Pika’s are more than funny little creatures that live all through the winter – even during harsh temperatures – in the Rocky Mountains in Canada.

These animals are also at threat from rising temperatures due to global climate change.

“The American pika is a small mammal that inhabits fields fringed by suitable vegetation in alpine and subalpine mountain areas extending south from central British Columbia and Alberta into the Rocky Mountains of New Mexico and the Sierra Nevada Mountains of California.  The historical range of the species includes California, Nevada, Oregon, Washington, Idaho, Montana, Wyoming, Colorado, Utah, and New Mexico.

A key characteristic of the American pika is its temperature sensitivity; death can occur after brief exposures to ambient temperatures greater than 77.9 °F,” according to the U.S. Fish and Wildlife Service.

The U.S. Fish and Wildlife Service petitioned the U.S. government to add the Pika’s to the endangered species list. This would mean that the Pika would be added to the growing list of endangered species.

Tannis Bill, local Calgarian (and my creative Mom), has recently written a book about Pika’s and their lifestyles. Tannis had “often thought that “some day” [she] would find time to write a children’s book as [she] loved reading to [her] classes.” This engaging, interesting, and informative Grade 1-2 children’s book provides an intersting look into the lives of Pika’s. Closeup photos and a interesting story that ties everything together makes the reader feel like a Pika themselves.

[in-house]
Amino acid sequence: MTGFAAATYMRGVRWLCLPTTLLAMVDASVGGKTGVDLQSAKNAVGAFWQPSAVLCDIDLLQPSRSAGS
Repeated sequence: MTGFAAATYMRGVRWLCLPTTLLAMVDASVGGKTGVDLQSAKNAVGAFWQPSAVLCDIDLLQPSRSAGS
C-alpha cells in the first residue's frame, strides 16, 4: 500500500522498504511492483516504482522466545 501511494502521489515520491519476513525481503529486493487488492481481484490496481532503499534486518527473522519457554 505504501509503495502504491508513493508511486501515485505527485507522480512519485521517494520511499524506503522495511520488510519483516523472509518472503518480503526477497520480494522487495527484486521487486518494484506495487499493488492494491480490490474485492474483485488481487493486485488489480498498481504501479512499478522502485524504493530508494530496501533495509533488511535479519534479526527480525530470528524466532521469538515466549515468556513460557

“Jim started sending me photos of the cutest little animals I had ever seen! After seeing several pictures, I decided that I would like to research these little critters and with Jim as the photographer I could begin writing my first children’s book!” explains Tannis Bill.

Unfortunately, this month the U.S. government decided that it wouldn’t recognise Pika’s as an endangered species.

It’s a disappointing front for these little creatures as climate change will effect their livelhood in the mountains. It’s interesting to compare these little creatures with whales, who at one point weren’t considered to be threatened either. It wasn’t until they started washing up on shorelines and diagnosed with level of toxins that people started to notice that these amazing creatures were being extremely threatened by our misuse of water. We shouldn’t be waiting for a tipping point before we recognise that animals are being impacted by our unsustainable choices.

To get a copy of this fun and awesome book about Pika’s you can go here…


@ Amazon.ca

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